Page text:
International Dividend ETF Ideas For Income Investors

Benzinga

U.S. small-caps have witnessed solid dividend growth in recent years.

From the end of 2013 there has been a 10.2% increase in the number of issues paying a dividend in the S&P SmallCap 600, according to S&P Dow Jones Indices.

Continue Reading Below

However, few investors are likely to confuse the Russell 2000 and the S&P SmallCap 600 indexes as high-yield destination. The trailing 12-month dividend yield on the iShares Russell 2000 ETF (NYSE:IWM) is just 1.78 percent. As is often the case with large-cap stocks and exchange traded funds, income investors looking for small-cap exposure with dividend compensation can find more impressive yields by looking to international markets.

Such a shopping list should include the WisdomTree Europe SmallCap Dividend Fund (NYSE:DFE). Though it is not a currency hedged ETF, the $1 billion is a play on an ongoing rebound in European stocks and investors are more than adequately compensated for the risk with a distribution yield of 7.65 percent.

Whether looking at the large-cap or the small-cap indexes (displayed above), one typically sees higher trailing dividend yields outside the United States. The Russell 2000 Index had the lowest dividend yield of all the indexes examined above, and the WisdomTree Emerging Markets SmallCap Dividend Index had the highestover 280 basis points higher, in fact. We also think it is impressive that international developed small caps can offer twice the yield of U.S. small caps, as the WisdomTree International SmallCap Dividend Index offered an advantage of over 230 basis point to the Russell 2000, said WisdomTree in arecent research note.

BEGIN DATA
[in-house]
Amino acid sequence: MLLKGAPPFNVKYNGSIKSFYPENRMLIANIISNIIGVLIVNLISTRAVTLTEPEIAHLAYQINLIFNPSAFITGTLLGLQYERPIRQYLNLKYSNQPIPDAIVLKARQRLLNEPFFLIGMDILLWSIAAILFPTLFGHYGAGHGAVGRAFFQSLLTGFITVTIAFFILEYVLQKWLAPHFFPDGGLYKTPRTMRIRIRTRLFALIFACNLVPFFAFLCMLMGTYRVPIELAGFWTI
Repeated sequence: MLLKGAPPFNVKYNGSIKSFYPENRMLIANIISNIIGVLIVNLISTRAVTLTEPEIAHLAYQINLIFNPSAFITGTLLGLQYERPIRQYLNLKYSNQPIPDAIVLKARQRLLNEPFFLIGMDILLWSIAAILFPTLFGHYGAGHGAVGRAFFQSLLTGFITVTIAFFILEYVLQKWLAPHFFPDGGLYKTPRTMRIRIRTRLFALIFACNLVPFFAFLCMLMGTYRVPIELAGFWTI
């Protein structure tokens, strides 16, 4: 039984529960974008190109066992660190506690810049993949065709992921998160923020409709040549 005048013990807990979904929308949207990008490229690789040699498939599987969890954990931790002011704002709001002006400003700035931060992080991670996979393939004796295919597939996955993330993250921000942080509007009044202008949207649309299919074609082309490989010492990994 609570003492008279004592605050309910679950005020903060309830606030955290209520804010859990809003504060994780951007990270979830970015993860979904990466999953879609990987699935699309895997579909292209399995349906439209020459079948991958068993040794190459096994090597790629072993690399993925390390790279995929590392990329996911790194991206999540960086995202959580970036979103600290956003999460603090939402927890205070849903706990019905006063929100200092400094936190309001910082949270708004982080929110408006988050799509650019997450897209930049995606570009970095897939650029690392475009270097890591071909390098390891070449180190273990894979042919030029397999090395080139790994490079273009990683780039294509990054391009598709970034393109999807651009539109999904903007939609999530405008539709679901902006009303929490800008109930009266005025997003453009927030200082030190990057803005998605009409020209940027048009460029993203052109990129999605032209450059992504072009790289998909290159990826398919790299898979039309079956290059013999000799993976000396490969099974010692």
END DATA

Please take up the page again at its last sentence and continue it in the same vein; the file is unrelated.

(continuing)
For the investor that perceives the Eurozone as still riskier than the UK and Nordic countries, DFE is a nice option because the ETF allocates over 40 percent of its combined weight to British and Swedish stocks while offering no exposure to Greece.

Income investors looking for the promise, one that is being delivered on, of dividend growth with the protection of a currency hedge can turn to the WisdomTree Japan Hedged SmallCap Equity Fund (NASDAQ: DXJS), the small-cap equivalent of the popular WisdomTree Japan Hedged Equity Fund (NYSE:DXJ).

Japanese investors have traditionally invested a majority of their assets in cash or Japanese government bonds (JGBs), which turned out to be a profitable strategy during a period with little or no inflation. Now, with the governments 2% inflation target, we believe investors will move out of cash and into equities to protect their purchasing power. The WisdomTree Japan SmallCap Dividend Index offered a yield advantage over four times that of the JGB yield, which we believe should be very enticing, according to WisdomTree.

For a while after its late June 2013 debut, DXJS toiled in obscurity, but the thought process behind this ETF has been vindicated as nearly $197 million in assets under management confirm. Importantly, $88 million, or 44.6 percent of its current AUM total, has comeinto DXJS this year. The ETF's distribution is just 1.49 percent, but that is better than what investors get on benchmark Japanese government bonds.

2015 Benzinga.com. Benzinga does not provide investment advice. All rights reserved.